The Mousetrap, The Real Inspector Hound, And The Murder Of Roger Ackroyd

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Generic convention are elements employed in text that cause them to be labeled as distinct genre (Devitt 174). These conventions almost have to be used or the text’s genre will not be identifiable. Different genres contains various conventions that can be identified through plot, themes, characterization, setting, language or subgenre. A crime fiction will contain a mysterious crime, detectives, a killer and a victim, violence, lamentation for the loss of an innocent life, rich and professional setting, and a twist ending in some stories. The use of generic convention in stories is important because it allows readers with specific preference to distinguish and choose between different genres. This essay looks at the application of generic conventions in three crime fiction stories, namely The Mousetrap, The Real inspector Hound, and The Murder of Roger Ackroyd.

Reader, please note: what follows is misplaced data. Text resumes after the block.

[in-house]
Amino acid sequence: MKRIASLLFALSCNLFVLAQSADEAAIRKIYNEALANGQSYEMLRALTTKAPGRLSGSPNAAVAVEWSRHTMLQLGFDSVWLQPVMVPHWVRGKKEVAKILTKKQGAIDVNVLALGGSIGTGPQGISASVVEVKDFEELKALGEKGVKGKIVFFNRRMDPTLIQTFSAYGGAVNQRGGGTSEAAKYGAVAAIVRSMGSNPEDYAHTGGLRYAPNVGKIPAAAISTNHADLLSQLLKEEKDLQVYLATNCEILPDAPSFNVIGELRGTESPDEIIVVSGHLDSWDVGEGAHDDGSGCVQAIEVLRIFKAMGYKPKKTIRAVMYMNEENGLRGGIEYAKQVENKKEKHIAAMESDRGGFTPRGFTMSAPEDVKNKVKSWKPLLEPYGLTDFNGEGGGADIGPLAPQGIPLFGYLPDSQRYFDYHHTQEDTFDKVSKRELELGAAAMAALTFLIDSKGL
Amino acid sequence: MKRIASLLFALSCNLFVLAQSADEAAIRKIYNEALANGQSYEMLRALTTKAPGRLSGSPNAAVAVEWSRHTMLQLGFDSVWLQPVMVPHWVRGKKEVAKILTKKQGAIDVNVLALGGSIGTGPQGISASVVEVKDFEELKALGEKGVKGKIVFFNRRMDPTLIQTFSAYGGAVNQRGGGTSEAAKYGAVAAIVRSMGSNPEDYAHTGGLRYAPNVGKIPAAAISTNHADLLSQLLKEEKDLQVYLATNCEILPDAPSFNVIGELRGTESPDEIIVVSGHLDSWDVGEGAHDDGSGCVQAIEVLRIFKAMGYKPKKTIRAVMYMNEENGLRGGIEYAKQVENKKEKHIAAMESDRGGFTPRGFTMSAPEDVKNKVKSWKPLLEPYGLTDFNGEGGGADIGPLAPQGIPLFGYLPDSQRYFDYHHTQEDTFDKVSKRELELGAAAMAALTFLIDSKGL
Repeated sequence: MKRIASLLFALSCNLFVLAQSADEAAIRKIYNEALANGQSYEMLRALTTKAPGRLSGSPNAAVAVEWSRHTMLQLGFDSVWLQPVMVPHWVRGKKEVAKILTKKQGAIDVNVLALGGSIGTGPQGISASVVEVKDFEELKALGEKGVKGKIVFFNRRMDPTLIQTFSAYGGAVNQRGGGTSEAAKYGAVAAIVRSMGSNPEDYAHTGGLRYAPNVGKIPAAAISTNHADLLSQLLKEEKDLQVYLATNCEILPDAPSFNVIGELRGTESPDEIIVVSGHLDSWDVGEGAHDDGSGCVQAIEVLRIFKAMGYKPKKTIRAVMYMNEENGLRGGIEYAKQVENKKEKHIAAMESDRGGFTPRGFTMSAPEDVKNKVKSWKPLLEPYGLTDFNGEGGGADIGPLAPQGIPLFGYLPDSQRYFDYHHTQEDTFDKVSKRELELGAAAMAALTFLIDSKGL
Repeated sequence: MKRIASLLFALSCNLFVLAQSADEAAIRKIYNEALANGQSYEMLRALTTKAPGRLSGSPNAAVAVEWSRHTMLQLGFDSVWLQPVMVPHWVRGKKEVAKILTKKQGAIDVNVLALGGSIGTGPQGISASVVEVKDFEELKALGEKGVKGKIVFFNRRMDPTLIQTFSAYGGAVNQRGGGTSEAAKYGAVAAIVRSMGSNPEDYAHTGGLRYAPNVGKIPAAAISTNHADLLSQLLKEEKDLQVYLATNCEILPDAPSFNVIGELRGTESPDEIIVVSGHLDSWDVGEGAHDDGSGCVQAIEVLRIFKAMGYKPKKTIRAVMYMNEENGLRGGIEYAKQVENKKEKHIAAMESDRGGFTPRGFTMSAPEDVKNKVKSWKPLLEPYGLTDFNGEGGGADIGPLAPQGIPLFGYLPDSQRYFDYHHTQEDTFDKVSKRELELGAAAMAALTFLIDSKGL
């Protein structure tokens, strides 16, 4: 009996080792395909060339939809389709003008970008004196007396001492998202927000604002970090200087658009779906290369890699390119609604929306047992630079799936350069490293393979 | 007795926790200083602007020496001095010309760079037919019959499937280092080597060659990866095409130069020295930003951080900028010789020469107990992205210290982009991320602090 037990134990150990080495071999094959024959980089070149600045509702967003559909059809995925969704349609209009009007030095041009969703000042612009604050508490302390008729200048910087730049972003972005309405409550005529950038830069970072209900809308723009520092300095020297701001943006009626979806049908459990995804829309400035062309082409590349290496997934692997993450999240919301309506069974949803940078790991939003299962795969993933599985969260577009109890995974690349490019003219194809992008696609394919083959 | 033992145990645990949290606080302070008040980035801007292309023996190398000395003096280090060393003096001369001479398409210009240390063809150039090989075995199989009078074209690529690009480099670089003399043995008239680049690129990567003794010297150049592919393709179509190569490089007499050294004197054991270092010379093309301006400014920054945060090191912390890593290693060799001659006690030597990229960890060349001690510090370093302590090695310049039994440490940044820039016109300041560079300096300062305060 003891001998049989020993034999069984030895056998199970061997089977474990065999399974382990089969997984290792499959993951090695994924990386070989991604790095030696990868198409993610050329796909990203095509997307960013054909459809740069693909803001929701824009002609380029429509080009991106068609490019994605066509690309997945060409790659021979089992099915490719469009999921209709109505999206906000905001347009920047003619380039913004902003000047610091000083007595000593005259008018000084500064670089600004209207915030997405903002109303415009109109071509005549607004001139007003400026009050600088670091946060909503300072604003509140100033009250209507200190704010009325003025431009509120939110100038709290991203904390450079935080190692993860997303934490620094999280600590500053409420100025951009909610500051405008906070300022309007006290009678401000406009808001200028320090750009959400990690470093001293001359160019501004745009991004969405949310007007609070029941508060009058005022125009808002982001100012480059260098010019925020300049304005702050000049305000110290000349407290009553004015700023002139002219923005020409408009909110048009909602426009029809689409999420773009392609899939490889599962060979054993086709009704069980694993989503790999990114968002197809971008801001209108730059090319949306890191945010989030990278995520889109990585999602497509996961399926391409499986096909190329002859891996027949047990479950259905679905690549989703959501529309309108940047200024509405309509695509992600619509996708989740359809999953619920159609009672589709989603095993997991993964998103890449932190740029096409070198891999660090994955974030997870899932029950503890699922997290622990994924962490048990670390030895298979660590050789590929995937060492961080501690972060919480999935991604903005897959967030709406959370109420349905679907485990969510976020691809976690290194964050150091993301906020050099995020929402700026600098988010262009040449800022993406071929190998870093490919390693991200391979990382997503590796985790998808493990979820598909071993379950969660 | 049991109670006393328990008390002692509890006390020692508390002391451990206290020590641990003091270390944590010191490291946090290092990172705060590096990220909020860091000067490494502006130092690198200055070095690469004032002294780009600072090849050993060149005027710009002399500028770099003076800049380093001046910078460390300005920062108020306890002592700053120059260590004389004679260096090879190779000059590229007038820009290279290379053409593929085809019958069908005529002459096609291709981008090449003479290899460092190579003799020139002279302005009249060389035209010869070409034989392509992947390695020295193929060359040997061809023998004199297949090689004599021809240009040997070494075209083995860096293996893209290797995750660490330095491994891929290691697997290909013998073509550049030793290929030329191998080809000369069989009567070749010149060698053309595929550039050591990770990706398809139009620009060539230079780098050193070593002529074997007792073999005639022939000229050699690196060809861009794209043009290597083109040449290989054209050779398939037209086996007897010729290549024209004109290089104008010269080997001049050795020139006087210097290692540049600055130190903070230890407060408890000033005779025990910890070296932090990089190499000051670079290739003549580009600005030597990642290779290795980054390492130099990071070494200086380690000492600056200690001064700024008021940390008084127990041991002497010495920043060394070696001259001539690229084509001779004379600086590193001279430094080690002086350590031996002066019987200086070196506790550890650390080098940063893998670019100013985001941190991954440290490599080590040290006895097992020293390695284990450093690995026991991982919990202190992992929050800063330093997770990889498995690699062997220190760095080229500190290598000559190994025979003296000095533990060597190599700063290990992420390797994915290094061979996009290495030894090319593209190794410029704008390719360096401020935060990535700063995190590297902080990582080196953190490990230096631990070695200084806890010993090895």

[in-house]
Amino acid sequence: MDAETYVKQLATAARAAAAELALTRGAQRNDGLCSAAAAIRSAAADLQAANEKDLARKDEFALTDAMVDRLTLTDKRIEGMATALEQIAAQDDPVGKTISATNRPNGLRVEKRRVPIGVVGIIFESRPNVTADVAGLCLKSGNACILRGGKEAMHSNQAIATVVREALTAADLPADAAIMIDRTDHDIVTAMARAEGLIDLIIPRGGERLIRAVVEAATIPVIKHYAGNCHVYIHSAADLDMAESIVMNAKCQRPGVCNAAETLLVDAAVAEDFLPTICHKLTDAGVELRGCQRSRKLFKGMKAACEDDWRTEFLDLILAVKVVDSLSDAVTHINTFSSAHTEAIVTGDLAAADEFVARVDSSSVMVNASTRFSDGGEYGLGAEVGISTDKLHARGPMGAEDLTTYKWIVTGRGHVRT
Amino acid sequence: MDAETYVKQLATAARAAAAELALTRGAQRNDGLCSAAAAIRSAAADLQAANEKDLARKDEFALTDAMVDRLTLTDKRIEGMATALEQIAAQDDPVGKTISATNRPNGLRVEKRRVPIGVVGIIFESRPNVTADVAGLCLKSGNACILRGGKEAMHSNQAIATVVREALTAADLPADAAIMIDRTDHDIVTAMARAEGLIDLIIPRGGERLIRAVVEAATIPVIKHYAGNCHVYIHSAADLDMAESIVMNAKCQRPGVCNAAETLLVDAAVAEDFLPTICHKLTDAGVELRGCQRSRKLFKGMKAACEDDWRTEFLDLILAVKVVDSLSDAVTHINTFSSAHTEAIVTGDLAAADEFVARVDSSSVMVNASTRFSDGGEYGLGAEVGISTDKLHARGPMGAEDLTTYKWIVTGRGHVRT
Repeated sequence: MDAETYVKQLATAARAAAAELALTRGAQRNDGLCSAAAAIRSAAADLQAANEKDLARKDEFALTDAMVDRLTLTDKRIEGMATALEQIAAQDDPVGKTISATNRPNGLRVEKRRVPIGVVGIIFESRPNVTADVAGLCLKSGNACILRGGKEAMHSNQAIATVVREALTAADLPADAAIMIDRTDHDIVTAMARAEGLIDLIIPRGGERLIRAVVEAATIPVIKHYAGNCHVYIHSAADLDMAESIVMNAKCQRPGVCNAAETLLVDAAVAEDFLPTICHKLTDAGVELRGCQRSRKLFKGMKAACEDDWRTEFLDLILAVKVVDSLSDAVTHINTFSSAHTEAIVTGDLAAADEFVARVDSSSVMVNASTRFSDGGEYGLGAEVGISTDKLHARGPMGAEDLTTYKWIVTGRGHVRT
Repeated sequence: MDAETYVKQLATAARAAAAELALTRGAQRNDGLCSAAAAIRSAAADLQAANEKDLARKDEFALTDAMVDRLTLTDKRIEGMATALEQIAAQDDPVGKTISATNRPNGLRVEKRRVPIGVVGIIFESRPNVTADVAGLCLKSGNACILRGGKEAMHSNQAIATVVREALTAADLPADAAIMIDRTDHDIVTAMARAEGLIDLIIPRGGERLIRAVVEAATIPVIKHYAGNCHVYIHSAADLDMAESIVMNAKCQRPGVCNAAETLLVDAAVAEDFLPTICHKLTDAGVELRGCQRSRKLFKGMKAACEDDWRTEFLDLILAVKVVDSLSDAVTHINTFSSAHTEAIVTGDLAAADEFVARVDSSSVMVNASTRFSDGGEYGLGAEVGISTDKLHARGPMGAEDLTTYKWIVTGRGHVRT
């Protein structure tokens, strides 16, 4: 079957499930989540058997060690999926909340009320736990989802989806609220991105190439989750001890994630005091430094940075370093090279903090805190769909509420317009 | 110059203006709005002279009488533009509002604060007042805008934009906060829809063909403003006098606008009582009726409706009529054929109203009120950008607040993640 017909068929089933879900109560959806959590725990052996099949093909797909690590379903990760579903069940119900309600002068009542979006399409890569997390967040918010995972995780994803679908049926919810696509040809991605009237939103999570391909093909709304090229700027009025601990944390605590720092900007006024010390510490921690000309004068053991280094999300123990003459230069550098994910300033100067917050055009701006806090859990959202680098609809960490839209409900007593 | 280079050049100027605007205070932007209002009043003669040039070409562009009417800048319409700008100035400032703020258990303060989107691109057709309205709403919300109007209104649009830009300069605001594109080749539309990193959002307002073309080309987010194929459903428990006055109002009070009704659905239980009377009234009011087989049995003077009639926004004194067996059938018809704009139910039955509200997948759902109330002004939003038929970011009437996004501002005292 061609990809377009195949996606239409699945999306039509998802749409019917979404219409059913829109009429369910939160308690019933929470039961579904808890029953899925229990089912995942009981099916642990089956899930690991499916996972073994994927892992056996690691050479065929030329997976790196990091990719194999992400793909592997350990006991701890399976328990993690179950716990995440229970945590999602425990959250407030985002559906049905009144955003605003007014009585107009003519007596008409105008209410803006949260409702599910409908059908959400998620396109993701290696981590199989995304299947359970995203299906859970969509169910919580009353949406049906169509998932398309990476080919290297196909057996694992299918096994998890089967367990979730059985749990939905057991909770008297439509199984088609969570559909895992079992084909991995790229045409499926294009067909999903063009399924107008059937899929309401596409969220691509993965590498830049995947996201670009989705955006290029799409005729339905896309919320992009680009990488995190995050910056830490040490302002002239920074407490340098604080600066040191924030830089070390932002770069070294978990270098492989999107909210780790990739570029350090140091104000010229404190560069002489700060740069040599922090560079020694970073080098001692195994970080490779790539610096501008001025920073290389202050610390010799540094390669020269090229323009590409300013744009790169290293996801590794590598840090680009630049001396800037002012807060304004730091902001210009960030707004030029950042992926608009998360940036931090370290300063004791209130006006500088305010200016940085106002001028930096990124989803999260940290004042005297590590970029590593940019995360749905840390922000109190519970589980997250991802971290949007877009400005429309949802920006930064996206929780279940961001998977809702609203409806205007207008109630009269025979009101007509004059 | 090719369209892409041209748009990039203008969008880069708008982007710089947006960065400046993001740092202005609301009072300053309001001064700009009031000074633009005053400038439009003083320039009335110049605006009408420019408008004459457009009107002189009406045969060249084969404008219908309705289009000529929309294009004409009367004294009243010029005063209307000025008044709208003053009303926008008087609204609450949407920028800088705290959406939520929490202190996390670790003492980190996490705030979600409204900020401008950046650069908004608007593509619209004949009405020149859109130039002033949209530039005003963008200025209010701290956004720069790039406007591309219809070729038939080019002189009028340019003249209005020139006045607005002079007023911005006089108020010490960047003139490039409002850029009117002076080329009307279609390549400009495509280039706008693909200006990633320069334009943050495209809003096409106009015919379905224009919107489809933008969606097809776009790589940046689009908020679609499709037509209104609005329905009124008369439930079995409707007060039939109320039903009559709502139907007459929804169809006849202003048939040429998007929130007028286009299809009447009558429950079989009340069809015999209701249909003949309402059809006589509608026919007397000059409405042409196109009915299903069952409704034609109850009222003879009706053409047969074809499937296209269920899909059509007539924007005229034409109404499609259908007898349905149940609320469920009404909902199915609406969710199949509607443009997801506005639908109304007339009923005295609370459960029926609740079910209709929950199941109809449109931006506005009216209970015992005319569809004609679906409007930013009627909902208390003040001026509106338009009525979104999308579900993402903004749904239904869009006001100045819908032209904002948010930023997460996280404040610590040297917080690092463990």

The author of The Murder of Roger Ackroyd includes murder mystery in her story. Murder of an influential and an honorable man – Mr. Roger Ackroyd – has taken place it mysterious because no one has seen it happen and no one knows the motive. Agatha Christie, included wealthy neighborhood setting – Fernly Park – and a professional setting – police stations – which are typical conventions for crime thrillers. Fernly Park, the home of the murder victim has many occupants including a butler all of whom are suspects. Like The Mousetrap and The Real Inspector Hound, Agatha incorporates a detective, Mr. Hercule

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